‘Flytilla’ protest rocks the Israeli status quo in a sacred place – the airport

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A report over the weekend in Maariv said that IDF special forces went on a flight from Geneva in Ben-Gurion Airport to sort the passengers between “pro Palestinian activists” and the rest of the passengers. Eventually, they deported 25 people. This is only one of many events that took place as over 600 peace activists landed in Ben-Gurion airport and declared the true goal of their visit: visit in the West bank, and participating in non-violent activities against the occupation.

Thus, a new frontier between the peace activists and Netanyahu’s government opened, and this one is especially sensitive. Israelis consider the airport as a sacred place – their gate to the free world, an escape from the mess the Palestinians “caused” them. It is also a gate that is closed to Palestinians, and was therefore a source of suffering, both in the concrete and the symbolic level. Now this sacred Israeli temple was violated, and the illusion many Israelis had, of belonging to the international Western community, was exposed as well.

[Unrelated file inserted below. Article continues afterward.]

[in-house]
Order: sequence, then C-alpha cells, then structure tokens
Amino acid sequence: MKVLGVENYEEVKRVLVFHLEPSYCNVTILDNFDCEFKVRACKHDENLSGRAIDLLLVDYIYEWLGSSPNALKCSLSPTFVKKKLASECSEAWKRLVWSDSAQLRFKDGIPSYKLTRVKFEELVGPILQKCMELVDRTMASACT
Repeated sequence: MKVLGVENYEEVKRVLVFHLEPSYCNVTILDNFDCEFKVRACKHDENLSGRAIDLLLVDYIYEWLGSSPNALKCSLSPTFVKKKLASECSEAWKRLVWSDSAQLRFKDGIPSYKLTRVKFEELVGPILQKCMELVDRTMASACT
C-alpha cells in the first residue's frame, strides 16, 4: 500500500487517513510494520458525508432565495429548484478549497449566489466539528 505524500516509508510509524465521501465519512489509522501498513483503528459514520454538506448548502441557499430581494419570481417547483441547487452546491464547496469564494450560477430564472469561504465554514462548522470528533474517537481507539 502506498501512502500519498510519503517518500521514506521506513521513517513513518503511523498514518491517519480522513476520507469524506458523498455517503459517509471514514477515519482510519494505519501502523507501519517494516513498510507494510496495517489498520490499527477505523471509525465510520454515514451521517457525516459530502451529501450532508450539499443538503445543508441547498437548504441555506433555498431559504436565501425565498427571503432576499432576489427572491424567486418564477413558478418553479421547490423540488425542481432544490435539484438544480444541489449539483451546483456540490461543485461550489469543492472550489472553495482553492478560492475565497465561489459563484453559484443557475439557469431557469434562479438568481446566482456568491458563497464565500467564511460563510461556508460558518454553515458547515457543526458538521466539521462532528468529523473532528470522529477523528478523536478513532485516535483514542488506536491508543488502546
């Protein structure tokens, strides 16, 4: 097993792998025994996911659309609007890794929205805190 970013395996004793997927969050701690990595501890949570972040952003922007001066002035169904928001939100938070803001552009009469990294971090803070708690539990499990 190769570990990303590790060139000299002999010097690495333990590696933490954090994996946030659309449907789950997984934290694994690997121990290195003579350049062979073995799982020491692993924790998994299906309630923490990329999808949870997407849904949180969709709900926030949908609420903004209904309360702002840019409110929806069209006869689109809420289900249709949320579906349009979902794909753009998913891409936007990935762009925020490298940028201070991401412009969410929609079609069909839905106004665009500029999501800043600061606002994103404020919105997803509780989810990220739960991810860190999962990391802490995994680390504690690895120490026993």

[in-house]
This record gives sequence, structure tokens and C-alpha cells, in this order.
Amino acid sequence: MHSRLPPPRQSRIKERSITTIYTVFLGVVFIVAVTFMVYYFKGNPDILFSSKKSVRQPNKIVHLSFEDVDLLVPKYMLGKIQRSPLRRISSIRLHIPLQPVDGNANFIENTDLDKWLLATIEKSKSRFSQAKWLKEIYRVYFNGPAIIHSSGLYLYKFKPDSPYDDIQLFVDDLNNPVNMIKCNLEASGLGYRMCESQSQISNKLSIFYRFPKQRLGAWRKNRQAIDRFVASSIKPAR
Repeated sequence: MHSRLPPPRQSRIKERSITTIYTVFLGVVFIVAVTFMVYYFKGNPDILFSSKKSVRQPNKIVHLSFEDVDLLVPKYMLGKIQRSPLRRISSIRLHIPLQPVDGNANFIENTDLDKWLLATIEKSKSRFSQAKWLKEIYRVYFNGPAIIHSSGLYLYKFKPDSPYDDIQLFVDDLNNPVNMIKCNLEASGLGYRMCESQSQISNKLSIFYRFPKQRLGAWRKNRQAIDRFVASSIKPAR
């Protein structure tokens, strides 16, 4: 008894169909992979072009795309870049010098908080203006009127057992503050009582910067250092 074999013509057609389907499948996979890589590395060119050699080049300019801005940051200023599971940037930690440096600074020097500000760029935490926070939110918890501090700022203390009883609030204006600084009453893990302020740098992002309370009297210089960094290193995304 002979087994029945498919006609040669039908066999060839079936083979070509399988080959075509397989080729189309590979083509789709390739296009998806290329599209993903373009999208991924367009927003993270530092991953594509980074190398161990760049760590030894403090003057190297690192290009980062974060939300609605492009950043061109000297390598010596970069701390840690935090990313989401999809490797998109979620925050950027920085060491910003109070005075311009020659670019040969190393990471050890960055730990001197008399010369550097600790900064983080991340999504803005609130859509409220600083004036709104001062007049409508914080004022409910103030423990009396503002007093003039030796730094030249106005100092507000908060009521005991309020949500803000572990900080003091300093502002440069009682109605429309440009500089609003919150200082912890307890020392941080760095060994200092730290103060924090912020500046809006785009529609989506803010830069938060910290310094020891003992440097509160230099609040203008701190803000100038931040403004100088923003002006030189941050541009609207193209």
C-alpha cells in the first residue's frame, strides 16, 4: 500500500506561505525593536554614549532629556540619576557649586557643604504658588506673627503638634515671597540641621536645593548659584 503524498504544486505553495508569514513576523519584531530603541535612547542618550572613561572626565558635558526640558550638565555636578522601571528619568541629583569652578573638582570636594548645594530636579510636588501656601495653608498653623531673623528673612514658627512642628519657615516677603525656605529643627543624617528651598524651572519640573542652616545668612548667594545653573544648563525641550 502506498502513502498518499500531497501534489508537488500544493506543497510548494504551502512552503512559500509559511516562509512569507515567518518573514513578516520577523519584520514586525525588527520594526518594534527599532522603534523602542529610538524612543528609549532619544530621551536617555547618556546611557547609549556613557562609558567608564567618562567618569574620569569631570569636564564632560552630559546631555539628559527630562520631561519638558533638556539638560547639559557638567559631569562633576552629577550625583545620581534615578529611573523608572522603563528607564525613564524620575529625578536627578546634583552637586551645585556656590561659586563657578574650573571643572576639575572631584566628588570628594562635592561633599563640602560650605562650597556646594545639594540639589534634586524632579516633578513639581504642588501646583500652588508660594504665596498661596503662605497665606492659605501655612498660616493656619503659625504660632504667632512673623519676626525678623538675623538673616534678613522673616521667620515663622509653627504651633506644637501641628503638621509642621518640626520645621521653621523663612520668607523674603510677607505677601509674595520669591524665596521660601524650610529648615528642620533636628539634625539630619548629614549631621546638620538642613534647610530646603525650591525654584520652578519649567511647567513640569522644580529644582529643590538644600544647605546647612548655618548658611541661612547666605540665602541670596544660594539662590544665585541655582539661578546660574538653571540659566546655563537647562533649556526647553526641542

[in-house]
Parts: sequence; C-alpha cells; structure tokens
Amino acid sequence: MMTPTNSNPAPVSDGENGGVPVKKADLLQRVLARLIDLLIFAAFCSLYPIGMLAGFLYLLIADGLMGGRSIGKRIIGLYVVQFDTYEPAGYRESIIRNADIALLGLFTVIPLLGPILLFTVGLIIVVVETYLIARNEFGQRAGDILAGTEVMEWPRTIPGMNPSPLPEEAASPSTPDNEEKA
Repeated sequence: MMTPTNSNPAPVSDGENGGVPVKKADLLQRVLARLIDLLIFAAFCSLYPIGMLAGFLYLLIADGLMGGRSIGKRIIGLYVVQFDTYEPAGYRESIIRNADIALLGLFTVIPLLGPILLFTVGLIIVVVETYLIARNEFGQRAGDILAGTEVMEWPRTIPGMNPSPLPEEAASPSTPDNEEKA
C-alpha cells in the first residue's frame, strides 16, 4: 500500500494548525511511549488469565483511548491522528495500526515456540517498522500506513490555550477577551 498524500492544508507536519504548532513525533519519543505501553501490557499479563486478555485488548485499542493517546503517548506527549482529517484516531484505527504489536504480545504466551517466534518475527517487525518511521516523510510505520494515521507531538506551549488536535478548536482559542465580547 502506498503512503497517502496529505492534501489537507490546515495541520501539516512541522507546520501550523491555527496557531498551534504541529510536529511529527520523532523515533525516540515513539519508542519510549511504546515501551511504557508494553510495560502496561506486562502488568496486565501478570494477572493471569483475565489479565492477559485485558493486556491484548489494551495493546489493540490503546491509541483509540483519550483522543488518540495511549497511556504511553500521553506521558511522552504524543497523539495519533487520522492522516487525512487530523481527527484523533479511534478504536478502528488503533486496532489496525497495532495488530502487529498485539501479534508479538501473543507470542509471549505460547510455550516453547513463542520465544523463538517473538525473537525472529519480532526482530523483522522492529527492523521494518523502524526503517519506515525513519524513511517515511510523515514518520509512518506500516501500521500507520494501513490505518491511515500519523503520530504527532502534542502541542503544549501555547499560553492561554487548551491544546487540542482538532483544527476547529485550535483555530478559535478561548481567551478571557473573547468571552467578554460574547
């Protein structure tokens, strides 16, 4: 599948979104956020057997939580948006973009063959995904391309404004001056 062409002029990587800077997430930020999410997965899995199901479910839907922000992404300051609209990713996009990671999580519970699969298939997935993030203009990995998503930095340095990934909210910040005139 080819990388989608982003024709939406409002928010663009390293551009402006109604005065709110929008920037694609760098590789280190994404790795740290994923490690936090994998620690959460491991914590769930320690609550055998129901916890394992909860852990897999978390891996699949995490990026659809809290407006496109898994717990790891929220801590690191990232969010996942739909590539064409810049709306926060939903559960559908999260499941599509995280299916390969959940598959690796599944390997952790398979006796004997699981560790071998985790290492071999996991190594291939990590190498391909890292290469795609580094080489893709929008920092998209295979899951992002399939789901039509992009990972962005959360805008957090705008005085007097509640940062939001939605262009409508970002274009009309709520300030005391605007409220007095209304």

The “flytilla” is another demonstration of the third undeclared intifada – this Intifada is being carried out by Palestinians, Israelis, and international groups, and is using non-violent creative means of resistance to the occupation. It’s goal is to make sure, again – using non-violent means – that convenient escapism will not be an option for Israelis. Based on the Israeli reaction it seems this third Intifada has been a huge success so far. This can be seen in the laws against boycott, and the public attention given to the protests. Most of this attention is so far negative, but there were also few initiatives and calls to end the occupation by powerful groups in the society, that were directly linked to the BDS actions. This raises critical and interesting questions – when will the Israelis say “enough” and cut their losses? And could it be done without a major shift in the U.S. policy toward the conflict?

Elinor Amit is a post doctoral student in the psychology department at Harvard University. She moved to the US from Israel in 2008.

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